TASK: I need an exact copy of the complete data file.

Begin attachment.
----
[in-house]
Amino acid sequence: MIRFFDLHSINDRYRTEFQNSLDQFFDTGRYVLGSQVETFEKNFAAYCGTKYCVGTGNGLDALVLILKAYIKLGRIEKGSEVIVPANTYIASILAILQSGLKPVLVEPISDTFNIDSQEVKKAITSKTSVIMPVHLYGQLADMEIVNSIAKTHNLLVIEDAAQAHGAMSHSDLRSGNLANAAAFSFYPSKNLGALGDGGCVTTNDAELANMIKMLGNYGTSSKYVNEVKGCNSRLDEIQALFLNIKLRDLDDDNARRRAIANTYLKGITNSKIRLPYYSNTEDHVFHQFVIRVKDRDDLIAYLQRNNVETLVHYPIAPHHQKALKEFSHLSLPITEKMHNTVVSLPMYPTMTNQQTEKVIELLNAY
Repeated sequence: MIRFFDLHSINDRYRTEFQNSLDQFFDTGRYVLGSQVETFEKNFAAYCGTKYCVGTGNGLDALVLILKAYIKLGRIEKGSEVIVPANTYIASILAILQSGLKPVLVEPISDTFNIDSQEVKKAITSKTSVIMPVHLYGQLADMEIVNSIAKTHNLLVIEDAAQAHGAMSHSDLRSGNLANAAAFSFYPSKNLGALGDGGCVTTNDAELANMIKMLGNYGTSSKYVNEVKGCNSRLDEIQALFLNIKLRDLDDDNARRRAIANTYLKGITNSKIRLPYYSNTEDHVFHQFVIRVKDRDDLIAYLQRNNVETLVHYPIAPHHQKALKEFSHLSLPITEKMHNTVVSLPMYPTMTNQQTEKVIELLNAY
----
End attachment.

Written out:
[in-house]
Amino acid sequence: MIRFFDLHSINDRYRTEFQNSLDQFFDTGRYVLGSQVETFEKNFAAYCGTKYCVGTGNGLDALVLILKAYIKLGRIEKGSEVIVPANTYIASILAILQSGLKPVLVEPISDTFNIDSQEVKKAITSKTSVIMPVHLYGQLADMEIVNSIAKTHNLLVIEDAAQAHGAMSHSDLRSGNLANAAAFSFYPSKNLGALGDGGCVTTNDAELANMIKMLGNYGTSSKYVNEVKGCNSRLDEIQALFLNIKLRDLDDDNARRRAIANTYLKGITNSKIRLPYYSNTEDHVFHQFVIRVKDRDDLIAYLQRNNVETLVHYPIAPHHQKALKEFSHLSLPITEKMHNTVVSLPMYPTMTNQQTEKVIELLNAY
Repeated sequence: MIRFFDLHSINDRYRTEFQNSLDQFFDTGRYVLGSQVETFEKNFAAYCGTKYCVGTGNGLDALVLILKAYIKLGRIEKGSEVIVPANTYIASILAILQSGLKPVLVEPISDTFNIDSQEVKKAITSKTSVIMPVHLYGQLADMEIVNSIAKTHNLLVIEDAAQAHGAMSHSDLRSGNLANAAAFSFYPSKNLGALGDGGCVTTNDAELANMIKMLGNYGTSSKYVNEVKGCNSRLDEIQALFLNIKLRDLDDDNARRRAIANTYLKGITNSKIRLPYYSNTEDHVFHQFVIRVKDRDDLIAYLQRNNVETLVHYPIAPHHQKALKEFSHLSLPITEKMHNTVVSLPMYPTMTNQQTEKVIELLNAY